The .357 Magnum was introduced by Smith & Wesson in 1935 in its large-frame “Triple Lock” revolver—later known as the “N-frame.” At that time, the .357 Magnum was the most powerful handgun in the world and, with the metallurgy available in the 1930s, required a large-frame gun to contain that power.

Renowned Border Patrolman and internationally known exhibition shooter Bill Jordan, as physically large as he was (6’6″ or so), wanted a smaller, faster-handling, easier-to-carry .357 revolver, and worked with Smith & Wesson to introduce the medium-size “K-frame” Model 19 Combat Magnum in 1955. Metallurgy had advanced enough by that time to allow the K-frame to handle the .357 Magnum pressures, at least on a limited basis.

The Model 19, in beautifully blued steel with plain black adjustable sights, was my first duty revolver that I personally purchased in 1980. The Licking County Sheriff’s Office did not allow us to carry .357 Magnum loads on duty due to fears of over-penetration by the .357 loads then available. So my first duty load was personally supplied 95-grain Winchester .38 Special Silvertips.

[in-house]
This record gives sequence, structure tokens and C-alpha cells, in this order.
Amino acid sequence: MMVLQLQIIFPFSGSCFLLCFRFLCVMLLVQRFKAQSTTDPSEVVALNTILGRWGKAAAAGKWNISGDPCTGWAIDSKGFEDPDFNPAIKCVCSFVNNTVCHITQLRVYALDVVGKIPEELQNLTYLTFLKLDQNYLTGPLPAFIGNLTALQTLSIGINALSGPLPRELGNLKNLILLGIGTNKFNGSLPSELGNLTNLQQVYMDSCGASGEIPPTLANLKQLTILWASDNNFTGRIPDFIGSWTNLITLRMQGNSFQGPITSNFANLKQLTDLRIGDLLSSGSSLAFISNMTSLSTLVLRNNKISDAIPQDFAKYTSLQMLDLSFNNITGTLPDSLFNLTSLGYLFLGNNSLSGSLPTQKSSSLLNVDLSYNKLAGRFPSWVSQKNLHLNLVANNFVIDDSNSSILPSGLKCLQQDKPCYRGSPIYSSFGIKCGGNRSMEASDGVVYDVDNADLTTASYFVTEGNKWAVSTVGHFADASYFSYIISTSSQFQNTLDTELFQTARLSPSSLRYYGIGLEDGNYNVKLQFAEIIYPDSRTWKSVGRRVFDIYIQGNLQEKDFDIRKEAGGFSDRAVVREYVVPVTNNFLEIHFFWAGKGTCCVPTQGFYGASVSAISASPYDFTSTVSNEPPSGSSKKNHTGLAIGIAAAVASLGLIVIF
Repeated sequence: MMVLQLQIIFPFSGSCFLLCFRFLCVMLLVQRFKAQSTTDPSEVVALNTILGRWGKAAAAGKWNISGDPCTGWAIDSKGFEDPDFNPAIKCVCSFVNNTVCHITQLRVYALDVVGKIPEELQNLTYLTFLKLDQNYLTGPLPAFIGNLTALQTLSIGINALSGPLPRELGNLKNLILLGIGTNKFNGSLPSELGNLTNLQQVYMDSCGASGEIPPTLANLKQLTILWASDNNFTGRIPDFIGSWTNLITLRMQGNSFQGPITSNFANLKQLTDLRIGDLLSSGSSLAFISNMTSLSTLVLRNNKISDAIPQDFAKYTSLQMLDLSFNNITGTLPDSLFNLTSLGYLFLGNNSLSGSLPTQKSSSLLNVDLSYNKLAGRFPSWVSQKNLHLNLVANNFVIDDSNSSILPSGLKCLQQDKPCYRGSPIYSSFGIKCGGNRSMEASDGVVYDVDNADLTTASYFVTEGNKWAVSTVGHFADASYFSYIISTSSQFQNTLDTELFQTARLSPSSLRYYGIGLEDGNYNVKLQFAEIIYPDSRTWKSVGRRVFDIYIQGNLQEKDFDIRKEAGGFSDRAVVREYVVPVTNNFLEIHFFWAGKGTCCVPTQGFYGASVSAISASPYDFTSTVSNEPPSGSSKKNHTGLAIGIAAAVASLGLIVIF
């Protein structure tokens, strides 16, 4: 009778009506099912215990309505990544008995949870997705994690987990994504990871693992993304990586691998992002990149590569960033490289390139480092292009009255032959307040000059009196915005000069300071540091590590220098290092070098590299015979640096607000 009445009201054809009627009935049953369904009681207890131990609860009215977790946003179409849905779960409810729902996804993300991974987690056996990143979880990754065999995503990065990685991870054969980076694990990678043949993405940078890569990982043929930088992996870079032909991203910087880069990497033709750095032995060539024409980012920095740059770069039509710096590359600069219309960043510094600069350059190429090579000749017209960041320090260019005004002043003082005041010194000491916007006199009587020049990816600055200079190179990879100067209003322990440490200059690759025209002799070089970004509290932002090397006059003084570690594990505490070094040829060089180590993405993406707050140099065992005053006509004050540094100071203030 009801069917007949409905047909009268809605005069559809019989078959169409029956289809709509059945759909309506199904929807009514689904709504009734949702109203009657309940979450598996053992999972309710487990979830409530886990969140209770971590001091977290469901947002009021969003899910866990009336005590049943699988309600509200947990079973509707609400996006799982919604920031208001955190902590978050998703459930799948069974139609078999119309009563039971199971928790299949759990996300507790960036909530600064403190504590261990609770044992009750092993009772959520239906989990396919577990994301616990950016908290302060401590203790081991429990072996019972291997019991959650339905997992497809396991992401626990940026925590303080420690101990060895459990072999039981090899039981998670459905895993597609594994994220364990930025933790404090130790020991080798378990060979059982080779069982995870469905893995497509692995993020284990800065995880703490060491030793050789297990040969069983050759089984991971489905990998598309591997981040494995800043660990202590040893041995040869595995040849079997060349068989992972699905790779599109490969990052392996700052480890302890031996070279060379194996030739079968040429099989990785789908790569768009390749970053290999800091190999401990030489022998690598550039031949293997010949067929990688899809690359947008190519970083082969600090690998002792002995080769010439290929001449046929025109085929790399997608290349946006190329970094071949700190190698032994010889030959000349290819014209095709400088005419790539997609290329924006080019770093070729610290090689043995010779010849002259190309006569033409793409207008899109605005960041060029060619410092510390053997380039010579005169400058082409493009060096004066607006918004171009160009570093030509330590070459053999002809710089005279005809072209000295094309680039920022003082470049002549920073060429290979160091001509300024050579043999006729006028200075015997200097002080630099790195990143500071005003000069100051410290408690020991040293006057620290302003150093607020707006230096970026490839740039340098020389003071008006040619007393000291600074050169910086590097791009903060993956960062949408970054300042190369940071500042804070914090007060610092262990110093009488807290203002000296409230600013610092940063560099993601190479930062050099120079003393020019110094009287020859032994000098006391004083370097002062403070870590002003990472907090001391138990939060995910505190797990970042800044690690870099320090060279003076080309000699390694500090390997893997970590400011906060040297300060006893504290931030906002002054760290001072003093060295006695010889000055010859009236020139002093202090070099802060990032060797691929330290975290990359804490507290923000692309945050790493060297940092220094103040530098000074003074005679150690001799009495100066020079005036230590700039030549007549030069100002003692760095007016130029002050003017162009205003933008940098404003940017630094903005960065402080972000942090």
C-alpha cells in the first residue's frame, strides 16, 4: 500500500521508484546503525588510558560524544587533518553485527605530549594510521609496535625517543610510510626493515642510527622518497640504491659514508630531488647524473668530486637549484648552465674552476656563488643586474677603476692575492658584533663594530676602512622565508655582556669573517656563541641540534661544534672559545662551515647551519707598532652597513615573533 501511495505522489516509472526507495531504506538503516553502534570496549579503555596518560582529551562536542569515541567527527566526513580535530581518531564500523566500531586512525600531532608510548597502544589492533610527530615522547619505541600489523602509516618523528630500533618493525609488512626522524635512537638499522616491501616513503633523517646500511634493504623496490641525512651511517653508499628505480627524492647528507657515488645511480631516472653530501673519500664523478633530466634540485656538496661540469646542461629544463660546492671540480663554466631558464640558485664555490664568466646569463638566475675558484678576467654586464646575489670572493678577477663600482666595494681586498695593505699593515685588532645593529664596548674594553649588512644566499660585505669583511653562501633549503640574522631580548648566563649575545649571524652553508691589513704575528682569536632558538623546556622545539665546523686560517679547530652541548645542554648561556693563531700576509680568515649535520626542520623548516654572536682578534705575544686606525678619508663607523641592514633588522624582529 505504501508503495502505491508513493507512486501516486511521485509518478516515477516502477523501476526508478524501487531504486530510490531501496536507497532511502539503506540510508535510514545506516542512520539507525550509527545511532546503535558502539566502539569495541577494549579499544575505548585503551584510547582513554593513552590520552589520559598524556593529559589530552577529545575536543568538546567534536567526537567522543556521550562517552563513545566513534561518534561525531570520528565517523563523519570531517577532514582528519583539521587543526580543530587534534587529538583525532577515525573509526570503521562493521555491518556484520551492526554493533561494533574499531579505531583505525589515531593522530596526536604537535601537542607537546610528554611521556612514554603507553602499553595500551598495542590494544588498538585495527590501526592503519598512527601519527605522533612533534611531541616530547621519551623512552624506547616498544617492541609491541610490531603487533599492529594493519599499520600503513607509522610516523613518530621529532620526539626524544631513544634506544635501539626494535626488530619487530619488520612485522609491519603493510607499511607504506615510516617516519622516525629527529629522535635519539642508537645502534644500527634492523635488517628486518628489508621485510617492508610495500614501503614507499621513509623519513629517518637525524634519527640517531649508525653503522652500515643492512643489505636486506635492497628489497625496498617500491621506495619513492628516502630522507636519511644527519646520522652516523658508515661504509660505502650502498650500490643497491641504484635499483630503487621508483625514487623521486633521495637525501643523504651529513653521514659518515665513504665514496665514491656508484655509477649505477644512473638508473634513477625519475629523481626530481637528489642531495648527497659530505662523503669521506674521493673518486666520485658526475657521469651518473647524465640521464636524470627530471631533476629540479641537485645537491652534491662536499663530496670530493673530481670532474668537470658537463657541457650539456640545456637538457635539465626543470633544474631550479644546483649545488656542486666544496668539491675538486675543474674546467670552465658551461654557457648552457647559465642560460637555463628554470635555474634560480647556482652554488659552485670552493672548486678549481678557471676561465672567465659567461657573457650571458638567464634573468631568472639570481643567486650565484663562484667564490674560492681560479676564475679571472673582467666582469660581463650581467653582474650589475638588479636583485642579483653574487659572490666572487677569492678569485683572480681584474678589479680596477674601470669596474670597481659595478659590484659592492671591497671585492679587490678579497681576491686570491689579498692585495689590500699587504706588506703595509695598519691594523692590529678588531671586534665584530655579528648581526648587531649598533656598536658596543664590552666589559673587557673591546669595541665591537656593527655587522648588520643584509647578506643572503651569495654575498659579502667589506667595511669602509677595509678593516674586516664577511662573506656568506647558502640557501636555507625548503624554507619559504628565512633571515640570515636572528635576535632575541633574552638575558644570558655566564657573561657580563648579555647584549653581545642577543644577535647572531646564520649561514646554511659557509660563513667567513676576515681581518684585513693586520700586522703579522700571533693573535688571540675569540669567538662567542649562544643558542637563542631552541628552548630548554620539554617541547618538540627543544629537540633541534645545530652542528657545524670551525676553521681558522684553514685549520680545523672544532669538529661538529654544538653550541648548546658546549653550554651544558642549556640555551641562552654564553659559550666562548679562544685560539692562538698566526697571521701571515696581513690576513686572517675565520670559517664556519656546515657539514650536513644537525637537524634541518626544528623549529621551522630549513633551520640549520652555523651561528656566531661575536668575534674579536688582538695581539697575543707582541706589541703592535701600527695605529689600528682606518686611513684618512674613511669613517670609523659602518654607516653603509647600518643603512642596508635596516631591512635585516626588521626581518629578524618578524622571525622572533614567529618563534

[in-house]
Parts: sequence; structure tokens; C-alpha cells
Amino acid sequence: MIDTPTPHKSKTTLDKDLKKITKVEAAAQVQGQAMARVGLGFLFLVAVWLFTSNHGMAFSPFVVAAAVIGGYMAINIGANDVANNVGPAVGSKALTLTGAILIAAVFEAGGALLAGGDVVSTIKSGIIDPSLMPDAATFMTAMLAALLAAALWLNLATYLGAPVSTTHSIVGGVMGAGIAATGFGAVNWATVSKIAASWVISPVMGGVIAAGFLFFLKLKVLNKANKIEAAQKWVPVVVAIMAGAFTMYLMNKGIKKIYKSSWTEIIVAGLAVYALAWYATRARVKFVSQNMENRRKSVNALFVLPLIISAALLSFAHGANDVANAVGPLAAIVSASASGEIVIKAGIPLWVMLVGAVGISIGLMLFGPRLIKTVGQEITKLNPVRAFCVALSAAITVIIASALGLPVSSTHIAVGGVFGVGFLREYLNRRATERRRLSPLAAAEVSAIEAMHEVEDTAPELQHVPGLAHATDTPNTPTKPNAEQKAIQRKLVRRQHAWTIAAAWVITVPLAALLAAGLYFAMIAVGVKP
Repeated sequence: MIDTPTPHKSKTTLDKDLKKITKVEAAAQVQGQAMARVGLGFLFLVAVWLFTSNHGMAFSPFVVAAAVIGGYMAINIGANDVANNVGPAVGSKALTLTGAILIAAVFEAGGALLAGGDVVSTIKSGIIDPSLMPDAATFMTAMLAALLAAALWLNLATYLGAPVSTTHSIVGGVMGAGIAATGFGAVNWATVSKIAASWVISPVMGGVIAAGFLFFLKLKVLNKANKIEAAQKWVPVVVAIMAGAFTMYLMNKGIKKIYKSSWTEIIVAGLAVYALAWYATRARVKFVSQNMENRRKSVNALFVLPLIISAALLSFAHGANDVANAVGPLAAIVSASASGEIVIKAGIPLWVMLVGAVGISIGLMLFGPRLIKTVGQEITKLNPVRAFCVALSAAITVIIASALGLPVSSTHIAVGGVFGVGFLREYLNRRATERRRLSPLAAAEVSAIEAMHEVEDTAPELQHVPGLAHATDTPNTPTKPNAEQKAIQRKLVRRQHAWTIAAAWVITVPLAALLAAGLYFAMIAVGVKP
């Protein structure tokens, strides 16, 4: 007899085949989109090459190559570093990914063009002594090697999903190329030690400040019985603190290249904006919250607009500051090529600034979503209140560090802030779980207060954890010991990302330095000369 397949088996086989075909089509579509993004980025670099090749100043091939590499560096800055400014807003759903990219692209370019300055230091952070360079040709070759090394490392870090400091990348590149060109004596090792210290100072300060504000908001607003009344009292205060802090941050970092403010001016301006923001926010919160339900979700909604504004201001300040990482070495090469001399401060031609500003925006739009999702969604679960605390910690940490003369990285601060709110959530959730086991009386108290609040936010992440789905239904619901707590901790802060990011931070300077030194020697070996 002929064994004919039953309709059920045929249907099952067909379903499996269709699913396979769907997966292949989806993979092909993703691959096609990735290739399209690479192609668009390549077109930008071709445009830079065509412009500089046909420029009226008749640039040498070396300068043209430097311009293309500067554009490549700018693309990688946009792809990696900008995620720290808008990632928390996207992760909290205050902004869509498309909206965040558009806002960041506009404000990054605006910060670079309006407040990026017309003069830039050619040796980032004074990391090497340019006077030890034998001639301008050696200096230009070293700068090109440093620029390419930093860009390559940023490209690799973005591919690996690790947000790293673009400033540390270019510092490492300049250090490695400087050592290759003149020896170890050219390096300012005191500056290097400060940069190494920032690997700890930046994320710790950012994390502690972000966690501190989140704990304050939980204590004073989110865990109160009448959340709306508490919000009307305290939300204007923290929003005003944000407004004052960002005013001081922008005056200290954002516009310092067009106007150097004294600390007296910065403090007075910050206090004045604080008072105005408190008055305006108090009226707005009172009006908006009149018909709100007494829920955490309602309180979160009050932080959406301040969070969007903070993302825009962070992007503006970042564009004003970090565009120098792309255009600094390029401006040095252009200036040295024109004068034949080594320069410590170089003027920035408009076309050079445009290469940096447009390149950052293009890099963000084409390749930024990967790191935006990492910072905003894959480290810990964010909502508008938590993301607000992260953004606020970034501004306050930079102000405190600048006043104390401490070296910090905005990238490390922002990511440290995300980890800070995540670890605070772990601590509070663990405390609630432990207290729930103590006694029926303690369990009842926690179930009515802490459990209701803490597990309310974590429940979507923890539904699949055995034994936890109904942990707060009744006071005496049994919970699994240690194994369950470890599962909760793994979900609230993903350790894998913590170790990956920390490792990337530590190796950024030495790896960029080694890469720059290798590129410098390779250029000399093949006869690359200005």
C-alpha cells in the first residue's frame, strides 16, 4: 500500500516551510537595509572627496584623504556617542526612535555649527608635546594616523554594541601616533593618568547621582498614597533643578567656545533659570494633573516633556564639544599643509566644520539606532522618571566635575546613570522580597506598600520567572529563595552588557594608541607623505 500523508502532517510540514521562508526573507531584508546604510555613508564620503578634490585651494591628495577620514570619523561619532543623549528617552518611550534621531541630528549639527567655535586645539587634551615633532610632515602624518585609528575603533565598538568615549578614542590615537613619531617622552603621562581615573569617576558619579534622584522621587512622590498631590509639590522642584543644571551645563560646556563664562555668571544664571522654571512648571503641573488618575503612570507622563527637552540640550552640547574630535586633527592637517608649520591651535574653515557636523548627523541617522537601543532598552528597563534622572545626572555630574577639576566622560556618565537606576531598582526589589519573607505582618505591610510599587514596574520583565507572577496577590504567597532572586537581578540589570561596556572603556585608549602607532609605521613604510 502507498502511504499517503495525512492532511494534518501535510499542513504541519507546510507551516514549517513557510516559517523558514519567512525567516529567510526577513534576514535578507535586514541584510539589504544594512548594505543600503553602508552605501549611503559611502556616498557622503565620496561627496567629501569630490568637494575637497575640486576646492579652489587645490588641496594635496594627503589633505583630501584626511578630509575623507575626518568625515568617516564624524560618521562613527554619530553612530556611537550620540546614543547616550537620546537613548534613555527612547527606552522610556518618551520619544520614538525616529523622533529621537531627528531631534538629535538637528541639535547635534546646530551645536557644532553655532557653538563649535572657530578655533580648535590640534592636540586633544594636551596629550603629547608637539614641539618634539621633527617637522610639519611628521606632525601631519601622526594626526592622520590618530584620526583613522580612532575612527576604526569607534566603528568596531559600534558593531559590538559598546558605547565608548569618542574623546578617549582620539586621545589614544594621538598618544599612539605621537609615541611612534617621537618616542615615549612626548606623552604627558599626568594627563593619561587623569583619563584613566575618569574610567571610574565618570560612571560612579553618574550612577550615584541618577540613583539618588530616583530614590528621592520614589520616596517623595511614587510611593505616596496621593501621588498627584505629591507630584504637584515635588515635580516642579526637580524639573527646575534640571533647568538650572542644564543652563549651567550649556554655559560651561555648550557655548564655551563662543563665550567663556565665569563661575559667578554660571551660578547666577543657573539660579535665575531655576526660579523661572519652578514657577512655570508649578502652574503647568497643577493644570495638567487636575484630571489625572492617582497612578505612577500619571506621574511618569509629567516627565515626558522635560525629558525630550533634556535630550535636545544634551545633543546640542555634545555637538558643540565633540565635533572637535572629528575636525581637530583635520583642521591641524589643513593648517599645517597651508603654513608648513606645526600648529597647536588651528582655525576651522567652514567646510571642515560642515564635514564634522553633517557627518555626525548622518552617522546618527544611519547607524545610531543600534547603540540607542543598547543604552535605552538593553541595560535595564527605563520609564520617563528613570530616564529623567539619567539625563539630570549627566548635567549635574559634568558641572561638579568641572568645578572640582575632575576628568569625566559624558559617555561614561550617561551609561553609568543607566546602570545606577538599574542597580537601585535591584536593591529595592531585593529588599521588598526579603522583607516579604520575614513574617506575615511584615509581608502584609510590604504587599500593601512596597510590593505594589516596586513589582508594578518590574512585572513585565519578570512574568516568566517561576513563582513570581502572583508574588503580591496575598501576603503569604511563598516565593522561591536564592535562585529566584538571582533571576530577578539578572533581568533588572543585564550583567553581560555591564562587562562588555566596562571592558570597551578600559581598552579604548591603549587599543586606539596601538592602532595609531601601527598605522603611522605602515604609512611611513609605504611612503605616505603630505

Quite a few law enforcement agencies in those days were issuing Smith & Wesson K-frame .357s as duty handguns, but few were issuing the adjustable-sighted Model 19s with their fancy shrouded ejector rods. For a few bucks less, those agencies purchased a more basic .357—the Model 13— as their issue gun.

The Model 13 is virtually indistinguishable from the blued .38 Special Model 10. It featured low-profile fixed sights, a heavy barrel, and an exposed ejector rod. Both the Model 10 and Model 13 were available in blue or bright nickel. Bright nickel is still my favorite duty combat handgun finish.

In the 70s and 80s, Smith & Wesson began expanding its stainless steel revolver line and came up with equivalent K-frame models in stainless steel. The Model 65 is the stainless steel version of the original Model 13.

Law Enforcement